re: Microsoft's Surface Experiment Has Fallen Flat
"All of this makes Surface appealing to the enterprise, in theory."

This is the problem. On paper, the Surface Pro checks off a lot of wants/ needs: mobile form factor and good build quality; access to desktop apps; access to mobile/ touch apps; HD screen; peripherals that let it shift between desktop mode and laptop mode; etc.

But in practice, the device is flawed. It has a lot of merits, and I actually really enjoy aspects of IE in the Modern UI, and, once I got used to it, the way Bing is integrated. But none of the Surface Pro's tablet attributes are going to persuade many people who already like and have iPads. That means the device's primary differentiator is its ability to handle x86 apps, and on that front, it's just not that great.

I know Microsoft is very pleased with the kickstand, for example, but when I have to work on the go, I often have to plop down wherever there's space-- the floor, wedged between people on the train, in a corner of an airport, etc. The Surface Pro is fine if you have a flat surface but miserable if you don't. The flimsy keyboard peripherals are a culprit here, and while I can understand the decision to compromise laptop ergonomics in the name of increased mobility, the compromise doesn't balance properly for my needs.

The relatively small screen, though nice, also diminishes the appeal of the laptop mode and its x86 access. Is it valuable to have a light, portable device that runs Office? YES. But unless I'm in a situation in which mobility matters more than anything else (e.g. reporting from a conference), I'll use a laptop or a desktop every time for Word documents. The bigger screen matters.

Similarly, I like that Win8 tablets let me use things like Lightroom and Photoshop, but if I'm doing more than light work, the small screen gets in the way here, too.

Put another way, the Surface Pro is surprisingly fun when I'm just playing with it, but as soon as I need it to do some "real work," it becomes surprisingly limited, as often as not. I recognize that I might be forcing it into use cases for which it wasn't intended, and that if it's used within the scope of its design, it's great. Fine, whatever-- but how big is the market for people who want to stay inside these design confines?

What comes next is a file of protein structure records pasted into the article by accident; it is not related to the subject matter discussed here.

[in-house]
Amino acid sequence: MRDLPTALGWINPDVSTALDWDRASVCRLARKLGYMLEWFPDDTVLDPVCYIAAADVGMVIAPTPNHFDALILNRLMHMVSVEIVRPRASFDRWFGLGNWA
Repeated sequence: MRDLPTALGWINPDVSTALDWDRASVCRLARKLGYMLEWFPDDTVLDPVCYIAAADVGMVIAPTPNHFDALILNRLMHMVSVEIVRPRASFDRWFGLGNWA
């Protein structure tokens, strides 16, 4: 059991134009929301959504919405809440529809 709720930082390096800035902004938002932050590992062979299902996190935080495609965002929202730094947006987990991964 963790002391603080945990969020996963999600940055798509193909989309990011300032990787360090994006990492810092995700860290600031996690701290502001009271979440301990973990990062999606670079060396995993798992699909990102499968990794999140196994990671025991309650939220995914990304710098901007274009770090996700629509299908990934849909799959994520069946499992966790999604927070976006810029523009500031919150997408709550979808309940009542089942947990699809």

And that's the point: I think the Surface Pro is a quality device, but it's just too compromised to appeal to a wide enterprise audience. For some people, it will be the obvious choice. Heck, at moments in my day, the Surface Pro is MY obvious choice. But at most other moments, my first choice is something else: a Win7 laptop, an iMac, an iPhone, a BlackBerry, etc. The Surface Pro doesn't replace devices so much as carve out a little niche of its own.
rradina
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rradina,
User Rank: Ninja
7/23/2013 | 12:53:50 AM
re: Microsoft's Surface Experiment Has Fallen Flat
Curious... lots of folks with iPads use them to write documents that are later transferred to a formal word processor on a desktop platform. Several years ago I sat three rows behind my boss on a flight. I watched as he effortlessly wrote annual performance reviews on his iPad. (I was too far to see what he was typing but he told me that's what he was doing.) Later he transferred them to Word and had I not watched what he did, I would have never known.
Although we don't necessarily have to compromise like that with the Surface, if there isn't room for the keyboard accessory, why are we forced to use Office on the desktop? Why couldn't we capture the majority of typing with the One Note Metro app using the on-screen keyboard?
The current Office UI for OSX would likewise suck on an iPad but since it isn't an option, folks cannot complain about how bad it is. It's kind of like having a nice in-ground pool in your back yard and endlessly complaining about having to visit the public pool because you don't have a diving board. Although your pool could have a diving board, it doesn't due to liability fears and insurance issues.
Andrew Binstock
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Andrew Binstock,
User Rank: Author
7/11/2013 | 9:48:15 PM
re: Microsoft's Surface Experiment Has Fallen Flat
"In trying to serve two masters, Microsoft ended up designing a device that's neither a great laptop (flimsy keyboard, a screen still too small for prolonged use) nor a great tablet (awkward UI, lacking in quality apps compared with Android and iOS). "
I have to ask whether you've actually used one for a prolonged period of time. Personally, I like my Surface Pro and find that it strikes exactly the right balance between the two models. It solves the tablet's need for a true keyboard and addresses the ways a laptop can be enhanced by touch screens. More importantly, it can run all Windows software, which is a huge plus.